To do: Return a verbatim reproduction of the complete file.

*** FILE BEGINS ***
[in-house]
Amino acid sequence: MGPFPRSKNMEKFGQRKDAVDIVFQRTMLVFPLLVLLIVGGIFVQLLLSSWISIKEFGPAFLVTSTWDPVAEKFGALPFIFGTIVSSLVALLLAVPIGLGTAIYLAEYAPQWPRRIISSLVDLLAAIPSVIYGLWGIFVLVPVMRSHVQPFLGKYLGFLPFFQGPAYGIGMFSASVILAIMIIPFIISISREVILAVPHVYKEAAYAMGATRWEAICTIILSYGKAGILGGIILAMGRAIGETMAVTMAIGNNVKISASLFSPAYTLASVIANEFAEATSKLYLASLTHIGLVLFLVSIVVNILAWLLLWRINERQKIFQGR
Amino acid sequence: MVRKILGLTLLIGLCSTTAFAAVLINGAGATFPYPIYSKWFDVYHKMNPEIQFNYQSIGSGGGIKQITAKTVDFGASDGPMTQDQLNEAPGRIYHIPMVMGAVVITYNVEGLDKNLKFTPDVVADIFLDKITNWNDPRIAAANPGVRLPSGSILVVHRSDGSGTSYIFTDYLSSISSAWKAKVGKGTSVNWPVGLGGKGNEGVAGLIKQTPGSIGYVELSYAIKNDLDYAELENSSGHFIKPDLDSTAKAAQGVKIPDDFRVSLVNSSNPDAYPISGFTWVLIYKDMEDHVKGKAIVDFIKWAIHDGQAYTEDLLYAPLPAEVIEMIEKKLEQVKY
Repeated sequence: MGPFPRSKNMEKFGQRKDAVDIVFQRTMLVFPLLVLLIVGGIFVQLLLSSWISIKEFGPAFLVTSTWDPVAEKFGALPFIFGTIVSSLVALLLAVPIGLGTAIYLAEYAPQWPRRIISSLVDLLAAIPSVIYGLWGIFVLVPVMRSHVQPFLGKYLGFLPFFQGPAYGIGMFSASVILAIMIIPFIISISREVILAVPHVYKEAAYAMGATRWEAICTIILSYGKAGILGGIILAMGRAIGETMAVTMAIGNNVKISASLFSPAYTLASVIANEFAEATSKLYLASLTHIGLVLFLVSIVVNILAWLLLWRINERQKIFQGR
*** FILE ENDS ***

[in-house]
Amino acid sequence: MGPFPRSKNMEKFGQRKDAVDIVFQRTMLVFPLLVLLIVGGIFVQLLLSSWISIKEFGPAFLVTSTWDPVAEKFGALPFIFGTIVSSLVALLLAVPIGLGTAIYLAEYAPQWPRRIISSLVDLLAAIPSVIYGLWGIFVLVPVMRSHVQPFLGKYLGFLPFFQGPAYGIGMFSASVILAIMIIPFIISISREVILAVPHVYKEAAYAMGATRWEAICTIILSYGKAGILGGIILAMGRAIGETMAVTMAIGNNVKISASLFSPAYTLASVIANEFAEATSKLYLASLTHIGLVLFLVSIVVNILAWLLLWRINERQKIFQGR
Amino acid sequence: MVRKILGLTLLIGLCSTTAFAAVLINGAGATFPYPIYSKWFDVYHKMNPEIQFNYQSIGSGGGIKQITAKTVDFGASDGPMTQDQLNEAPGRIYHIPMVMGAVVITYNVEGLDKNLKFTPDVVADIFLDKITNWNDPRIAAANPGVRLPSGSILVVHRSDGSGTSYIFTDYLSSISSAWKAKVGKGTSVNWPVGLGGKGNEGVAGLIKQTPGSIGYVELSYAIKNDLDYAELENSSGHFIKPDLDSTAKAAQGVKIPDDFRVSLVNSSNPDAYPISGFTWVLIYKDMEDHVKGKAIVDFIKWAIHDGQAYTEDLLYAPLPAEVIEMIEKKLEQVKY
Repeated sequence: MGPFPRSKNMEKFGQRKDAVDIVFQRTMLVFPLLVLLIVGGIFVQLLLSSWISIKEFGPAFLVTSTWDPVAEKFGALPFIFGTIVSSLVALLLAVPIGLGTAIYLAEYAPQWPRRIISSLVDLLAAIPSVIYGLWGIFVLVPVMRSHVQPFLGKYLGFLPFFQGPAYGIGMFSASVILAIMIIPFIISISREVILAVPHVYKEAAYAMGATRWEAICTIILSYGKAGILGGIILAMGRAIGETMAVTMAIGNNVKISASLFSPAYTLASVIANEFAEATSKLYLASLTHIGLVLFLVSIVVNILAWLLLWRINERQKIFQGR